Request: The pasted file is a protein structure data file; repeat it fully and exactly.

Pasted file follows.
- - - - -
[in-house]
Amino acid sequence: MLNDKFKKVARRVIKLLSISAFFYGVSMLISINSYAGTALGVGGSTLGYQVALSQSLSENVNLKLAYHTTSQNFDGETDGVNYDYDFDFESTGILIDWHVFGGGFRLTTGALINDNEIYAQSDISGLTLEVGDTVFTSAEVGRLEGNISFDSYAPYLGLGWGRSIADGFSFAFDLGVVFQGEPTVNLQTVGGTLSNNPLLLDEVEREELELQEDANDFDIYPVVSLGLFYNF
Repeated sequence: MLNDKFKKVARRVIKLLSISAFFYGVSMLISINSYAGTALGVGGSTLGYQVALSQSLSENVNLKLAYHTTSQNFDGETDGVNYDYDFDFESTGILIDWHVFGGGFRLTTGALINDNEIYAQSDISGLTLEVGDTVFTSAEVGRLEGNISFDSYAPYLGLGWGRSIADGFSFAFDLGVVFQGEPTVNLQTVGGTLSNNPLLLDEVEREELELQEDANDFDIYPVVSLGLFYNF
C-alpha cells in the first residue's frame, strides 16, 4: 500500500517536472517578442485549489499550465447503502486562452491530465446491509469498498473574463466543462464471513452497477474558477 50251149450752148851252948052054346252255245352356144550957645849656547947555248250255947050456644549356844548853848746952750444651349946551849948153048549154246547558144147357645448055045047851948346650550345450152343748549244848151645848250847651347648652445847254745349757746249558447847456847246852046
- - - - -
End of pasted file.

[in-house]
Amino acid sequence: MLNDKFKKVARRVIKLLSISAFFYGVSMLISINSYAGTALGVGGSTLGYQVALSQSLSENVNLKLAYHTTSQNFDGETDGVNYDYDFDFESTGILIDWHVFGGGFRLTTGALINDNEIYAQSDISGLTLEVGDTVFTSAEVGRLEGNISFDSYAPYLGLGWGRSIADGFSFAFDLGVVFQGEPTVNLQTVGGTLSNNPLLLDEVEREELELQEDANDFDIYPVVSLGLFYNF
Repeated sequence: MLNDKFKKVARRVIKLLSISAFFYGVSMLISINSYAGTALGVGGSTLGYQVALSQSLSENVNLKLAYHTTSQNFDGETDGVNYDYDFDFESTGILIDWHVFGGGFRLTTGALINDNEIYAQSDISGLTLEVGDTVFTSAEVGRLEGNISFDSYAPYLGLGWGRSIADGFSFAFDLGVVFQGEPTVNLQTVGGTLSNNPLLLDEVEREELELQEDANDFDIYPVVSLGLFYNF
C-alpha cells in the first residue's frame, strides 16, 4: 500500500517536472517578442485549489499550465447503502486562452491530465446491509469498498473574463466543462464471513452497477474558477 50251149450752148851252948052054346252255245352356144550957645849656547947555248250255947050456644549356844548853848746952750444651349946551849948153048549154246547558144147357645448055045047851948346650550345450152343748549244848151645848250847651347648652445847254745349757746249558447847456847246852046